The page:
Immigration to the United States reached its peak from 1880-1920. Previous immigration had brought thousands of Irish and German people to the New World. This time, many came from Southern and Eastern Europe, and from as far away as Asia.
The New Immigrants
Most immigrant groups that had formerly come to America by choice had many similarities. Most had come from Northern and Western Europe. Most had some experience with representative democracy. Most were Protestant, with the exception of the Irish. Many were literate, and some possessed a fair degree of wealth.
The new groups arriving by the boatload in the Gilded Age were different. Their nationalities included Greek, Italian, Polish, Slovak, Serb, Russian, Croat, Japan, and China. None of these groups were predominantly Protestant.
The vast majority were Roman Catholic or Eastern Orthodox. Many Jewish immigrants sought freedom from persecution in Eastern Europe. Very few newcomers spoke any English, and large numbers were illiterate in their native tongues. None of these groups hailed from democratic regimes. The American form of government was as foreign as its culture.
The new American cities became the destination of many of the most destitute. Letters from America beckoned new immigrants to ethnic enclaves such as Chinatown, Greektown, or Little Italy. This led to an urban ethnic patchwork, with little integration.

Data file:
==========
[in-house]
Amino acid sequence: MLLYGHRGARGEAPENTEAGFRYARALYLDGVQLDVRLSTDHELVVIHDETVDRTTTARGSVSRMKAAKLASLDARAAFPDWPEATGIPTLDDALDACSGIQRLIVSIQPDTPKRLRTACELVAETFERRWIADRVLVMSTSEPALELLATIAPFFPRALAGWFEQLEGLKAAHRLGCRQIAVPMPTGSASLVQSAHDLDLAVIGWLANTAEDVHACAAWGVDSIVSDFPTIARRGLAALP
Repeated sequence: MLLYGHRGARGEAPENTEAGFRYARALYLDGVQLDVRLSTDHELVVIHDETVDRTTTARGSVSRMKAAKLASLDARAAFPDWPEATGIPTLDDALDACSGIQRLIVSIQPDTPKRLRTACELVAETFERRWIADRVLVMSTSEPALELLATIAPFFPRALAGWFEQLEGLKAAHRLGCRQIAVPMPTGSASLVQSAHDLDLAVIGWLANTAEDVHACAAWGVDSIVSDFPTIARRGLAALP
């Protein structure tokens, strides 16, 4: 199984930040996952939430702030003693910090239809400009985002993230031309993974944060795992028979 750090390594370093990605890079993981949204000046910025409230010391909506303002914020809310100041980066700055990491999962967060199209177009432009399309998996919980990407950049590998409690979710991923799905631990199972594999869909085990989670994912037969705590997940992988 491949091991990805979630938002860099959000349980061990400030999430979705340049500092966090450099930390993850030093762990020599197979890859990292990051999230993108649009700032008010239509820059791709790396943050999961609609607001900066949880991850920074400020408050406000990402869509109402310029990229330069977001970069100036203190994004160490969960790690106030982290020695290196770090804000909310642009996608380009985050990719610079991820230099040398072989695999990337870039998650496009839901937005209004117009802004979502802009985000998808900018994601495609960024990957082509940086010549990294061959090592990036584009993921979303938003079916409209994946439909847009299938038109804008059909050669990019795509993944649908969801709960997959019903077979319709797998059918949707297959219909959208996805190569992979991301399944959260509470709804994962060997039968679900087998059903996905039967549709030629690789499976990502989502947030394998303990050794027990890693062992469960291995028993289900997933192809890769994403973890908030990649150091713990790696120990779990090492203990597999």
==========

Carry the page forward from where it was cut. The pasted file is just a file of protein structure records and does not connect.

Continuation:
Despite the horrors of tenement housing and factory work, many immigrants agreed that the wages they could earn and the food they could eat was an improvement over their former realities.
Not all Americans welcomed the new immigrants. While factory owners greeted the rush of cheap labor, laborers often treated their new competition with hostility. Many religious leaders were concerned about the increase of non-Protestant believers.
In 1882, Congress passed the Chinese Exclusion Act, barring this ethnic group in its entirety. Twenty-five years later, Japanese immigration was restricted by executive agreement. These two Asian groups were the only ethnicities to be completely excluded from America.
Criminals, contract workers, the mentally ill, anarchists, and alcoholics were among groups to be gradually barred from entry by Congress. In 1917, Congress required the passing of a literacy test to gain admission. Finally, in 1924, the door was shut to millions when Congress placed an absolute cap on new immigrants based on ethnicity.
But millions had already come. During the age when the Statue of Liberty beckoned the world's "huddled masses yearning to breathe free," American diversity mushroomed. Each group brought pieces of an old culture and made contributions to a new one. Their children enjoyed a higher standard of living than their parents, learned English easily, and sought American lifestyles. At least to that extent, America was a melting pot.
Source: The Rush of Immigrants
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